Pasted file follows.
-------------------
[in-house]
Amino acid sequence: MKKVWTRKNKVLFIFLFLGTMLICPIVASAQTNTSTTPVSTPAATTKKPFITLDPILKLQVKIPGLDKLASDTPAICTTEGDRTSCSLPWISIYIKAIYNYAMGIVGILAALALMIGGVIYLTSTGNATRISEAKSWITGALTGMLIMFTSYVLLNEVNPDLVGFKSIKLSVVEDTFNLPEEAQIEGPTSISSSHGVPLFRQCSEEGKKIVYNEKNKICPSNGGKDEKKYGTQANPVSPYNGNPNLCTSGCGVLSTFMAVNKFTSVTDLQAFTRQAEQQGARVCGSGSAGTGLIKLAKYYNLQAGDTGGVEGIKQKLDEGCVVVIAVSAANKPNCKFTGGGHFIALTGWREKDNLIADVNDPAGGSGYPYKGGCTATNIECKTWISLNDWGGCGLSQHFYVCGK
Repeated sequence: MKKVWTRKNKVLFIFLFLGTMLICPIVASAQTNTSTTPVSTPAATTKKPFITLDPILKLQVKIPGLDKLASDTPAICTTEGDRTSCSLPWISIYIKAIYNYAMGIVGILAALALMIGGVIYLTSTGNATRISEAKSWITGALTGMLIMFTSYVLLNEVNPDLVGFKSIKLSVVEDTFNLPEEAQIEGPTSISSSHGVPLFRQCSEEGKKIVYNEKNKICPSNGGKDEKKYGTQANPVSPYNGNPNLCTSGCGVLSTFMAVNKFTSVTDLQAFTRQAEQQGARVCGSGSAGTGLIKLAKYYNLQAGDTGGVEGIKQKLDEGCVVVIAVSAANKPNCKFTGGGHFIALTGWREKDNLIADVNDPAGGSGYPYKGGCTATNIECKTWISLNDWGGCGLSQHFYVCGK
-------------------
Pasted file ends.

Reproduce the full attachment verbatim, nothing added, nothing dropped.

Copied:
[in-house]
Amino acid sequence: MKKVWTRKNKVLFIFLFLGTMLICPIVASAQTNTSTTPVSTPAATTKKPFITLDPILKLQVKIPGLDKLASDTPAICTTEGDRTSCSLPWISIYIKAIYNYAMGIVGILAALALMIGGVIYLTSTGNATRISEAKSWITGALTGMLIMFTSYVLLNEVNPDLVGFKSIKLSVVEDTFNLPEEAQIEGPTSISSSHGVPLFRQCSEEGKKIVYNEKNKICPSNGGKDEKKYGTQANPVSPYNGNPNLCTSGCGVLSTFMAVNKFTSVTDLQAFTRQAEQQGARVCGSGSAGTGLIKLAKYYNLQAGDTGGVEGIKQKLDEGCVVVIAVSAANKPNCKFTGGGHFIALTGWREKDNLIADVNDPAGGSGYPYKGGCTATNIECKTWISLNDWGGCGLSQHFYVCGK
Repeated sequence: MKKVWTRKNKVLFIFLFLGTMLICPIVASAQTNTSTTPVSTPAATTKKPFITLDPILKLQVKIPGLDKLASDTPAICTTEGDRTSCSLPWISIYIKAIYNYAMGIVGILAALALMIGGVIYLTSTGNATRISEAKSWITGALTGMLIMFTSYVLLNEVNPDLVGFKSIKLSVVEDTFNLPEEAQIEGPTSISSSHGVPLFRQCSEEGKKIVYNEKNKICPSNGGKDEKKYGTQANPVSPYNGNPNLCTSGCGVLSTFMAVNKFTSVTDLQAFTRQAEQQGARVCGSGSAGTGLIKLAKYYNLQAGDTGGVEGIKQKLDEGCVVVIAVSAANKPNCKFTGGGHFIALTGWREKDNLIADVNDPAGGSGYPYKGGCTATNIECKTWISLNDWGGCGLSQHFYVCGK